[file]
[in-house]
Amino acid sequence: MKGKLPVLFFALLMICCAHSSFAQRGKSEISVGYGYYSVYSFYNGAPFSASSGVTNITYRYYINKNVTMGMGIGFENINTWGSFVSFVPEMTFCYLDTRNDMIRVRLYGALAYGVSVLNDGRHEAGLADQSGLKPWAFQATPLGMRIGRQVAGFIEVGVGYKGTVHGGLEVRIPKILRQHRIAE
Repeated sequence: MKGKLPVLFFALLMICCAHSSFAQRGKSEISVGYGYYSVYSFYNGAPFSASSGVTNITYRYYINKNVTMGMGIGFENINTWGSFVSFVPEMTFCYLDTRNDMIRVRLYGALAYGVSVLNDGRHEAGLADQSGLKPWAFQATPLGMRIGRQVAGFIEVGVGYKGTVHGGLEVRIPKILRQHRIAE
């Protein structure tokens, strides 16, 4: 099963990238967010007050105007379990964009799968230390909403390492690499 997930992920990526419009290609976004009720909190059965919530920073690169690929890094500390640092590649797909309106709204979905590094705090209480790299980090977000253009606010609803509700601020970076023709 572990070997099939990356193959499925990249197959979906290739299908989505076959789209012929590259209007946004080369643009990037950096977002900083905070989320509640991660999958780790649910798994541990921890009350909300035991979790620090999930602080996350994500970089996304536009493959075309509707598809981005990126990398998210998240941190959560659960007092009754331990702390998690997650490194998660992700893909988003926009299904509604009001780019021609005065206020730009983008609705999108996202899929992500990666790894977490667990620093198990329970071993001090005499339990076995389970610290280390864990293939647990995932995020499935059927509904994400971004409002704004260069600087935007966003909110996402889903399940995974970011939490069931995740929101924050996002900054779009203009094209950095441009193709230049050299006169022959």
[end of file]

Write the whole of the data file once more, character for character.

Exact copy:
[in-house]
Amino acid sequence: MKGKLPVLFFALLMICCAHSSFAQRGKSEISVGYGYYSVYSFYNGAPFSASSGVTNITYRYYINKNVTMGMGIGFENINTWGSFVSFVPEMTFCYLDTRNDMIRVRLYGALAYGVSVLNDGRHEAGLADQSGLKPWAFQATPLGMRIGRQVAGFIEVGVGYKGTVHGGLEVRIPKILRQHRIAE
Repeated sequence: MKGKLPVLFFALLMICCAHSSFAQRGKSEISVGYGYYSVYSFYNGAPFSASSGVTNITYRYYINKNVTMGMGIGFENINTWGSFVSFVPEMTFCYLDTRNDMIRVRLYGALAYGVSVLNDGRHEAGLADQSGLKPWAFQATPLGMRIGRQVAGFIEVGVGYKGTVHGGLEVRIPKILRQHRIAE
């Protein structure tokens, strides 16, 4: 099963990238967010007050105007379990964009799968230390909403390492690499 997930992920990526419009290609976004009720909190059965919530920073690169690929890094500390640092590649797909309106709204979905590094705090209480790299980090977000253009606010609803509700601020970076023709 572990070997099939990356193959499925990249197959979906290739299908989505076959789209012929590259209007946004080369643009990037950096977002900083905070989320509640991660999958780790649910798994541990921890009350909300035991979790620090999930602080996350994500970089996304536009493959075309509707598809981005990126990398998210998240941190959560659960007092009754331990702390998690997650490194998660992700893909988003926009299904509604009001780019021609005065206020730009983008609705999108996202899929992500990666790894977490667990620093198990329970071993001090005499339990076995389970610290280390864990293939647990995932995020499935059927509904994400971004409002704004260069600087935007966003909110996402889903399940995974970011939490069931995740929101924050996002900054779009203009094209950095441009193709230049050299006169022959």